Q&A: Kids and the COVID-19 vaccine

Adult and child, both wearing cloth masks outdoors. Adult is hugging child.

As COVID-19 vaccines become available, parents and caregivers have a lot of questions about how best to keep their kids healthy and well. Below, our experts answer some frequently asked questions.

When will vaccines be available for children?

It’s not clear. So far, vaccines are available in the U.S. only for people who are 16 and older. Vaccines are first tested in adults to be sure they are safe and effective. Then they are tested in older children before clinical trials start with younger children.

Both Moderna and Pfizer are testing their vaccines in children as young as 12. Moderna hopes to have a vaccine approved for children 12 and older by summer 2021, CEO Stephane Bancel said in January 2021.

Get OHSU’s most up-to-date information on COVID-19 vaccines here.

Moderna expects to start clinical trials in younger children soon, but Bancel said the company doesn’t expect to have results until 2022.

Meanwhile, vaccinating adults will help protect children, too. As more people are vaccinated, the coronavirus will become less able to spread. Children are also at much lower risk of serious illness from the coronavirus.

I’ve heard that parents of children who are medically fragile can get the COVID-19 vaccine sooner. Is that true?

In Oregon, paid and unpaid caregivers (including parents or foster parents) of medically fragile children are part of Phase 1A, group 3. Learn more about eligibility, then find out more about COVID-19 vaccine information and appointments.

Can I choose to get the COVID-19 vaccine if I’m pregnant?

Read more about vaccination considerations for people who are pregnant or breastfeeding.

Yes, you may choose to be vaccinated. Though it’s not required, you may want to talk with your pregnancy provider about:

  • Your risk of being exposed to the coronavirus
  • The higher risk of serious illness for people who get COVID-19 while pregnant
  • The higher risk of premature birth or other pregnancy complications for people who get COVID-19 while pregnant
  • Whether you have any other medical condition that could put you at higher risk of serious illness from COVID-19
  • Information about vaccines in people who aren’t pregnant
  • The lack of information about COVID-19 vaccines in people who are pregnant

Based on what we know at this time, pregnant people are not more likely to test positive, but are at higher risk for severe illness from COVID-19 compared with non-pregnant people. Pregnant people with COVID-19 may be at higher risk for problems in pregnancy, such as preterm birth. It is important to consider these risks when comparing with some of the unknowns about the vaccine and pregnancy.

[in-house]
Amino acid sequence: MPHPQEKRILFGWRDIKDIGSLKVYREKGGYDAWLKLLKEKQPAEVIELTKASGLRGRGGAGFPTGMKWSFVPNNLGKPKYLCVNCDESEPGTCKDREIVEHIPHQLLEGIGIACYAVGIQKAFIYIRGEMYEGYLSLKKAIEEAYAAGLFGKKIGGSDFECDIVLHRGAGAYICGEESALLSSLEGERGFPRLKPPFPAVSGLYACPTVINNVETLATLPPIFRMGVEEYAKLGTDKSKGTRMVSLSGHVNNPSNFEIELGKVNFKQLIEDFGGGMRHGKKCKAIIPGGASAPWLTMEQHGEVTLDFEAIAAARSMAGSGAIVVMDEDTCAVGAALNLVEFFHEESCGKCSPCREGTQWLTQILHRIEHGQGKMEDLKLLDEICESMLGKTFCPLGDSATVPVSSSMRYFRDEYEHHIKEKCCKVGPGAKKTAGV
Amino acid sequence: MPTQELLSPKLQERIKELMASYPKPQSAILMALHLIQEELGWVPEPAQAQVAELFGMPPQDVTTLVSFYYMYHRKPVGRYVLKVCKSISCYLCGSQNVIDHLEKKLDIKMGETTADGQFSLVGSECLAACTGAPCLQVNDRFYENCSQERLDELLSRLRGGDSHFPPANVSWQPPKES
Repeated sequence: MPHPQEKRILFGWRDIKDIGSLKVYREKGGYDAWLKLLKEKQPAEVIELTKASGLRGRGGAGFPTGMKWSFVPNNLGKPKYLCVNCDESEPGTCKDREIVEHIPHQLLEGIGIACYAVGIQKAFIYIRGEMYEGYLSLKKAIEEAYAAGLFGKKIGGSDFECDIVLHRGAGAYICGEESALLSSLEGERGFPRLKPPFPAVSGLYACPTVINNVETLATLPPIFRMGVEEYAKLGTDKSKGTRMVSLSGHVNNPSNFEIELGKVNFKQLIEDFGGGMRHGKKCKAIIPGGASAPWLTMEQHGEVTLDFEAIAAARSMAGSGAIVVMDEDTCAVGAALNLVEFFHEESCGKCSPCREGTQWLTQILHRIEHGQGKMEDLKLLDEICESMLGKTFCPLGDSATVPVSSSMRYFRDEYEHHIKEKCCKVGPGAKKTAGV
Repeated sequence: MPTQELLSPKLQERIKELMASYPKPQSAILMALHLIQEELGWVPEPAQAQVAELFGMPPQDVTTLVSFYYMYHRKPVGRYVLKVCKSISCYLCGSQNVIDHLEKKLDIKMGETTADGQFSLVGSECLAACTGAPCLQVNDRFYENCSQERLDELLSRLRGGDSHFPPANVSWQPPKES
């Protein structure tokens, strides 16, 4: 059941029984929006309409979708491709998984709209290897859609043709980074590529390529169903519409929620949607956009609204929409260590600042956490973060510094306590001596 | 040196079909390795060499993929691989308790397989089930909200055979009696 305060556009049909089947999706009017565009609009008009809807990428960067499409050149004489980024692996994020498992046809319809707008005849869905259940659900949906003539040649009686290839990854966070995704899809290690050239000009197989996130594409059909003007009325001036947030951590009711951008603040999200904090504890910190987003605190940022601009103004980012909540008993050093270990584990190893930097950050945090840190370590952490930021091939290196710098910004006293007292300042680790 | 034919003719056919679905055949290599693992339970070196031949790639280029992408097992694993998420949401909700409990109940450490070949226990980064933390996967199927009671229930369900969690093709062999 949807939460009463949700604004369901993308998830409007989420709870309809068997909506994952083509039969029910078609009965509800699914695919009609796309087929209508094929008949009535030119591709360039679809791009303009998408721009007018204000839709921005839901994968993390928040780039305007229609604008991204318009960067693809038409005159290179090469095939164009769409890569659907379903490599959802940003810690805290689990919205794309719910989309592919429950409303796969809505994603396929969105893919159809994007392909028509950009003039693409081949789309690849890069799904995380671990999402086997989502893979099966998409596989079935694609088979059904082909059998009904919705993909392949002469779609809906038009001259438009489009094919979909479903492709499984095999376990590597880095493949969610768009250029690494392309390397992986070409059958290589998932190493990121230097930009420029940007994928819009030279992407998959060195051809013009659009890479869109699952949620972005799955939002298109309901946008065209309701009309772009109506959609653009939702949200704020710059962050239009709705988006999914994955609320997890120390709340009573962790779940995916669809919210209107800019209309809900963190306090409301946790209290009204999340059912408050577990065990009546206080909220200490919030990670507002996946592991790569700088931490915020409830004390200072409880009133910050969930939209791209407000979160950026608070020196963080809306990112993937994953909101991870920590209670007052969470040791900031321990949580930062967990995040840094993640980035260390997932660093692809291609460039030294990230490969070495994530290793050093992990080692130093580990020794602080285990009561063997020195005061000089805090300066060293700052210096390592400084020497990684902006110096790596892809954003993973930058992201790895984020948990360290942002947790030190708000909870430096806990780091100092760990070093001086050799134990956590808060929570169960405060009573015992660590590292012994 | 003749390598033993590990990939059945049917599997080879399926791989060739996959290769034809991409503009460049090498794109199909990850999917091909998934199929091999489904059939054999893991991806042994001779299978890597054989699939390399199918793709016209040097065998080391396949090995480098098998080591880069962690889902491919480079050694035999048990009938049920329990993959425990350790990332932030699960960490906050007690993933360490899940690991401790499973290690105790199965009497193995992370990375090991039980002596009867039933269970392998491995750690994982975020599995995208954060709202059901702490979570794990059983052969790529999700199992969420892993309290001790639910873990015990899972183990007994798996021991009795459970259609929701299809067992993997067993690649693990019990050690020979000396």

Can I choose to get the COVID-19 vaccine if I am breastfeeding?

Yes, you may choose to be vaccinated. Though it’s not required, you may want to talk with your health care provider. Here are some points to consider:

  • Breastfeeding people were not part of clinical trials. There is no data on the safety of COVID-19 vaccines in people who are breastfeeding, in breast milk or in breastfeeding infants.
  • The CDC and the American College of Obstetricians and Gynecologists recommend that vaccination be offered to people who are breastfeeding under the same guidelines as for people who are not.
  • The CDC says that mRNA vaccines like those developed by Pfizer and Moderna are not thought to be a risk to breastfeeding infants.
  • The Academy of Breastfeeding Medicine (ABM) says it is unlikely that mRNA would be present in milk. If it is present in milk, it is likely the child would digest it without any effects on them.
  • The ABM says parents’ antibodies to COVID-19 may be present in milk. If this happens, they may protect the breastfeeding child.
  • If a breastfeeding parent is vaccinated is it not recommended that they wean or “pump and dump” milk.

What is Multisystem Inflammatory Syndrome in Children?

Multisystem Inflammatory Syndrome in Children (MIS-C) has symptoms that are similar to symptoms of Kawasaki disease and Toxic Shock Syndrome, but is not the same. MIS-C is thought to be related to COVID-19. Learn more about MIS-C symptoms and prevention.

How do I answer my child’s questions about COVID-19?

During stressful times, children – no matter their age – want to know three basic things:

  1. Am I safe?
  2. Are my parents, or the people caring for me, safe?
  3. How will this situation affect my daily life?

Start by recognizing and managing your own anxiety, and talk with your child about what you know. Read more about how to do this, including what kinds of questions to ask and how you can help empower your child.

 

 

 

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